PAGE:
• Moving the organization from inside-out to outside-in thinking, which helps a company be more customer-centric.
  • Removing silo mentalities, which can make making companies more efficient and productive, and helps creates a common understanding of areas outside of their sphere of influence.
  • Instilling “Big Picture” thinking which in turn can help make a company more innovative.
  • Fast-tracking efficiency issues and areas for improvement, and most importantly, new revenue possibilities.

So, what do you have to lose by not completely understanding your customers’ journeys?

… A lot.

Cathy McKnight
Cathy helps organizations transform the way technology can enable business strategy and performance. In her current role, Cathy has helped dozens of companies realize their digital transformation objectives. With more than 15 years of global experience and expertise in digital partners, content management, intranets, marketing technologies and customer experience, Cathy has led strategic business transformation initiatives as well as the detailed execution of enterprise technology implementations.

Prior to DCG, Cathy served at Aon Hewitt as the Innovation Lead and a Senior Associate for the Communications Consulting Team, building an innovative Web solutions practice for the company and leading communications and organizational change initiatives. As Director, Client Services at Prescient Digital Media, Cathy led a team of consultants delivering enterprise strategies and technology and agency selection projects for an array of global clients. As Senior Communications Advisor for IBM’s Global Services division, Cathy led the overall change management strategy and messaging of IBM’s values and mission to internal IGS audiences.

With her background crossing technology, emergent business trends, and change management, Cathy focuses on working with clients to bridge leadership, business process, and technology acquisition and adoption. Cathy is a frequent speaker and workshop facilitator at numerous events around the world.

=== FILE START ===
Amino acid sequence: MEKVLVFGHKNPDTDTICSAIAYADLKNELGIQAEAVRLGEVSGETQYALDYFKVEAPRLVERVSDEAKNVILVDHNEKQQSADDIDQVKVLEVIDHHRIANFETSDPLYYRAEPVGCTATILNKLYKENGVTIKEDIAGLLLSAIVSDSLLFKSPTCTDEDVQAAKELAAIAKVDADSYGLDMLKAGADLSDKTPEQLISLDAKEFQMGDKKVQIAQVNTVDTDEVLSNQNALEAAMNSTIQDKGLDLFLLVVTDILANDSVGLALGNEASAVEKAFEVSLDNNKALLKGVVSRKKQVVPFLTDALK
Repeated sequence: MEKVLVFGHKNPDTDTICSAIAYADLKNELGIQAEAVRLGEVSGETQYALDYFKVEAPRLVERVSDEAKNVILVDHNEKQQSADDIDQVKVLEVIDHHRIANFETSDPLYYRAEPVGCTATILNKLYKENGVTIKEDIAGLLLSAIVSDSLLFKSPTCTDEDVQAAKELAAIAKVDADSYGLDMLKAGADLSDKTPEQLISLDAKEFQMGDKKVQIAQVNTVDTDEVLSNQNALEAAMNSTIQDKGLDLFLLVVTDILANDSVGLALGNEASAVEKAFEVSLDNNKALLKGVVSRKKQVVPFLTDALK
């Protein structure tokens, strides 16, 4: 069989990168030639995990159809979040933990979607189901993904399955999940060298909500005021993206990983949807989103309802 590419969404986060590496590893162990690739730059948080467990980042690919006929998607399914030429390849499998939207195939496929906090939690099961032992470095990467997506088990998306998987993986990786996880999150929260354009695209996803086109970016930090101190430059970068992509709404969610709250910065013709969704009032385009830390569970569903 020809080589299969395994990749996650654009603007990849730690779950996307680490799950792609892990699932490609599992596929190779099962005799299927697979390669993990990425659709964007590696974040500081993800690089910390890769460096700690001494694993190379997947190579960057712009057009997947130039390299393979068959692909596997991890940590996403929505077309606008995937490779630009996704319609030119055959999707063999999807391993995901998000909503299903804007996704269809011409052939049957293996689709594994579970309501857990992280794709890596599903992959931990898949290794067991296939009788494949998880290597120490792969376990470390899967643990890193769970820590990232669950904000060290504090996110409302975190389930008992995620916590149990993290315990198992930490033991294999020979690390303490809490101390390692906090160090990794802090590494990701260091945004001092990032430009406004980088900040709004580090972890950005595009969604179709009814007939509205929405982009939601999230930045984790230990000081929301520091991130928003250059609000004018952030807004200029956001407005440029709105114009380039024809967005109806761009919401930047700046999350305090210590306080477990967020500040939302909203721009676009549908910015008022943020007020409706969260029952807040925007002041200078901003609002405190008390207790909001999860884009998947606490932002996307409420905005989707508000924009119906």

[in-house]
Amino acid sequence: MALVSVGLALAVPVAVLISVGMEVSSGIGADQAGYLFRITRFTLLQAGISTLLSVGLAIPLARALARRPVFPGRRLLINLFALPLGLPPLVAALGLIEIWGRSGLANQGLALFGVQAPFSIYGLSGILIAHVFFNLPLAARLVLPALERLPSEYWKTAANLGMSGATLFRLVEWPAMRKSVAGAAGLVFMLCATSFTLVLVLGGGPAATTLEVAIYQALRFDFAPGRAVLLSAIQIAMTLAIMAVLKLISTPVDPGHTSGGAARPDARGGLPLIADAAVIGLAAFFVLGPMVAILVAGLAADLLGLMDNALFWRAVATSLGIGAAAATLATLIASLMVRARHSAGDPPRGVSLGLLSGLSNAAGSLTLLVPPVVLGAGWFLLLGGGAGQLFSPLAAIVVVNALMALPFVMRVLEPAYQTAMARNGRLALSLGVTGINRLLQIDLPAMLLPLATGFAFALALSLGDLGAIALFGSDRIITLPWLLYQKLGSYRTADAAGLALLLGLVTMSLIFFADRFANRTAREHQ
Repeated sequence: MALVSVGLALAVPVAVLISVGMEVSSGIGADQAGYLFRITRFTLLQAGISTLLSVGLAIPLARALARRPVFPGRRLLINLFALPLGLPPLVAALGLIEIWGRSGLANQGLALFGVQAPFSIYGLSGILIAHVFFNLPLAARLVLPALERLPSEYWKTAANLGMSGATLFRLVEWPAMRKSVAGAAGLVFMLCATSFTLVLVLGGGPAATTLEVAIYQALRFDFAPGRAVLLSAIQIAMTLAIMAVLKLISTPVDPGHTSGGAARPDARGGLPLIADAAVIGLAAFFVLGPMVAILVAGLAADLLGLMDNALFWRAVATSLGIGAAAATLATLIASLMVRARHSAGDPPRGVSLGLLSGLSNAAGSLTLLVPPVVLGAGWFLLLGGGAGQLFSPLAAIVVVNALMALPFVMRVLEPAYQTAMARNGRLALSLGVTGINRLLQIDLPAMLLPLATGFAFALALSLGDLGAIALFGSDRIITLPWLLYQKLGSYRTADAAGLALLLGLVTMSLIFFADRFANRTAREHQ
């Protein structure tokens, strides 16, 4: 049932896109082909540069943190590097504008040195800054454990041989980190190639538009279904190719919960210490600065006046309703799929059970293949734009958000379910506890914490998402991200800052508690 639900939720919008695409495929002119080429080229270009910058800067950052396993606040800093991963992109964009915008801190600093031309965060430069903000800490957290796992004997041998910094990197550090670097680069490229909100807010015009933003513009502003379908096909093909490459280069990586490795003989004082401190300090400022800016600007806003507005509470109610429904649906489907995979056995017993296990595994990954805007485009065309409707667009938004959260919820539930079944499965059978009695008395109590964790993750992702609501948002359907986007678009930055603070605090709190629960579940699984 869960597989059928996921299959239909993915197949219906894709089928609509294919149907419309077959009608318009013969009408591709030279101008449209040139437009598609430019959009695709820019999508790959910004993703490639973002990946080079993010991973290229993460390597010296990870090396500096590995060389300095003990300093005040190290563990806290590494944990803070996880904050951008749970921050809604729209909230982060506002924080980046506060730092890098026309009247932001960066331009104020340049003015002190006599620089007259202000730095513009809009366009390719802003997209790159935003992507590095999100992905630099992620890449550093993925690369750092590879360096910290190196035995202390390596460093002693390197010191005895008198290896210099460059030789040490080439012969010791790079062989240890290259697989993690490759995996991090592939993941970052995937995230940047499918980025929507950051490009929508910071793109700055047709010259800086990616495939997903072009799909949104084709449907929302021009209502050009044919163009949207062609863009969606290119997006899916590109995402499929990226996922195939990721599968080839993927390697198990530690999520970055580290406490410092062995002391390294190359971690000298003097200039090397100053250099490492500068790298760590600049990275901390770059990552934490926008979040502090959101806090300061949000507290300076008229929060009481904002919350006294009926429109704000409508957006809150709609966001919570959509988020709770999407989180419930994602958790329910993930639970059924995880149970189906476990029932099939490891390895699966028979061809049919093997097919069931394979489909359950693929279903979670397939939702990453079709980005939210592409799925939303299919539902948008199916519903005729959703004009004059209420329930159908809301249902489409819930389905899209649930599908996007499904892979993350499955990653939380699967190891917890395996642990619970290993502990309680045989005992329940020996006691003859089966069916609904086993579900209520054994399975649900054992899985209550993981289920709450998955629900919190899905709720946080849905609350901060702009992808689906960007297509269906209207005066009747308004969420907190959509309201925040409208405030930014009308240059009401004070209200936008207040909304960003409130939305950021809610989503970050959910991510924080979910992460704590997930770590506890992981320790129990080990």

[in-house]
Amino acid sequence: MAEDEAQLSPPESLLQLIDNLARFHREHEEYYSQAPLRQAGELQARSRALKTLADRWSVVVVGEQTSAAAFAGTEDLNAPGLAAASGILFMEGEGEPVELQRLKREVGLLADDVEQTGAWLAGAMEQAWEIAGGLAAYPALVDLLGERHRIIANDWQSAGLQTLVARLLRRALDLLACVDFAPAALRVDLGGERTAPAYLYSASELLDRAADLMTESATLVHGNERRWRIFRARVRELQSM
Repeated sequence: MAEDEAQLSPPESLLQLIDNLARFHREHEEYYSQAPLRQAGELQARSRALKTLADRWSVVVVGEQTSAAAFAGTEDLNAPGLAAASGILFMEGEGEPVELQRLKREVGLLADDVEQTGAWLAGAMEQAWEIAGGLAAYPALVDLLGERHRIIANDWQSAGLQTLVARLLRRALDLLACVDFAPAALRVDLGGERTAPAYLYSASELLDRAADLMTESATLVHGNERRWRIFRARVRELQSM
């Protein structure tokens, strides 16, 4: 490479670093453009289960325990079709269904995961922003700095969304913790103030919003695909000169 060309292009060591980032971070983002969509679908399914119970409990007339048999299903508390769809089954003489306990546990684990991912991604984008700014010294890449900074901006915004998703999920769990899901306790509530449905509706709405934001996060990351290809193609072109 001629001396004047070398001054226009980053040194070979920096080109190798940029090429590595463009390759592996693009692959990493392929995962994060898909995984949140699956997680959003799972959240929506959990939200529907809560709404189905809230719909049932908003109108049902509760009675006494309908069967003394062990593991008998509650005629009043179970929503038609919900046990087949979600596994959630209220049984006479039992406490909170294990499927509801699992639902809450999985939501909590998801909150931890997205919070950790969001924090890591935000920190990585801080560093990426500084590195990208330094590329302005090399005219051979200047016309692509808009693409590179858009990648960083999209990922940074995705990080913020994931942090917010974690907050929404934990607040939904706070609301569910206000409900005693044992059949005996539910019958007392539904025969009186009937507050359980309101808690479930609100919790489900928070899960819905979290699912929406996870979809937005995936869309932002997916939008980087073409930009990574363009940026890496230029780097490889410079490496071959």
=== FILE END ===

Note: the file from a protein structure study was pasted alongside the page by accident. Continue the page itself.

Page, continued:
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Author: Cathy McKnight
Cathy helps organizations transform the way technology can enable business strategy and performance. In her current role, Cathy has helped dozens of companies realize their digital transformation objectives. With more than 15 years of global experience and expertise in digital partners, content management, intranets, marketing technologies and customer experience, Cathy has led strategic business transformation initiatives as well as the detailed execution of enterprise technology implementations. Prior to DCG, Cathy served at Aon Hewitt as the Innovation Lead and a Senior Associate for the Communications Consulting Team, building an innovative Web solutions practice for the company and leading communications and organizational change initiatives. As Director, Client Services at Prescient Digital Media, Cathy led a team of consultants delivering enterprise strategies and technology and agency selection projects for an array of global clients. As Senior Communications Advisor for IBM’s Global Services division, Cathy led the overall change management strategy and messaging of IBM’s values and mission to internal IGS audiences. With her background crossing technology, emergent business trends, and change management, Cathy focuses on working with clients to bridge leadership, business process, and technology acquisition and adoption. Cathy is a frequent speaker and workshop facilitator at numerous events around the world.